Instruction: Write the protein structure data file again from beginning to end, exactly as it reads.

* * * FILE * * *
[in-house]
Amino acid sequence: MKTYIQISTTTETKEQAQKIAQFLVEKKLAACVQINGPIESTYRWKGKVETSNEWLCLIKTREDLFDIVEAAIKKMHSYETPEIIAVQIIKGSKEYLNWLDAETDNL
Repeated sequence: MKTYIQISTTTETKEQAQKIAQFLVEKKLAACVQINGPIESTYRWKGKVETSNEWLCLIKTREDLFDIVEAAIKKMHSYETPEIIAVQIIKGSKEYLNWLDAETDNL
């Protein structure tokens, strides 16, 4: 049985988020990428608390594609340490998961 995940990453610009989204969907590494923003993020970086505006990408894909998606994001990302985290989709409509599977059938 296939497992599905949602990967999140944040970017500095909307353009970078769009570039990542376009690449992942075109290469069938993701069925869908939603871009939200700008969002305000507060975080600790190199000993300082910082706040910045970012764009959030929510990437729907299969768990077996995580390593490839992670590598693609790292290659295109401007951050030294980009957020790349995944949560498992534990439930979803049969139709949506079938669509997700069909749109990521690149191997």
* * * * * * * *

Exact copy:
[in-house]
Amino acid sequence: MKTYIQISTTTETKEQAQKIAQFLVEKKLAACVQINGPIESTYRWKGKVETSNEWLCLIKTREDLFDIVEAAIKKMHSYETPEIIAVQIIKGSKEYLNWLDAETDNL
Repeated sequence: MKTYIQISTTTETKEQAQKIAQFLVEKKLAACVQINGPIESTYRWKGKVETSNEWLCLIKTREDLFDIVEAAIKKMHSYETPEIIAVQIIKGSKEYLNWLDAETDNL
């Protein structure tokens, strides 16, 4: 049985988020990428608390594609340490998961 995940990453610009989204969907590494923003993020970086505006990408894909998606994001990302985290989709409509599977059938 296939497992599905949602990967999140944040970017500095909307353009970078769009570039990542376009690449992942075109290469069938993701069925869908939603871009939200700008969002305000507060975080600790190199000993300082910082706040910045970012764009959030929510990437729907299969768990077996995580390593490839992670590598693609790292290659295109401007951050030294980009957020790349995944949560498992534990439930979803049969139709949506079938669509997700069909749109990521690149191997």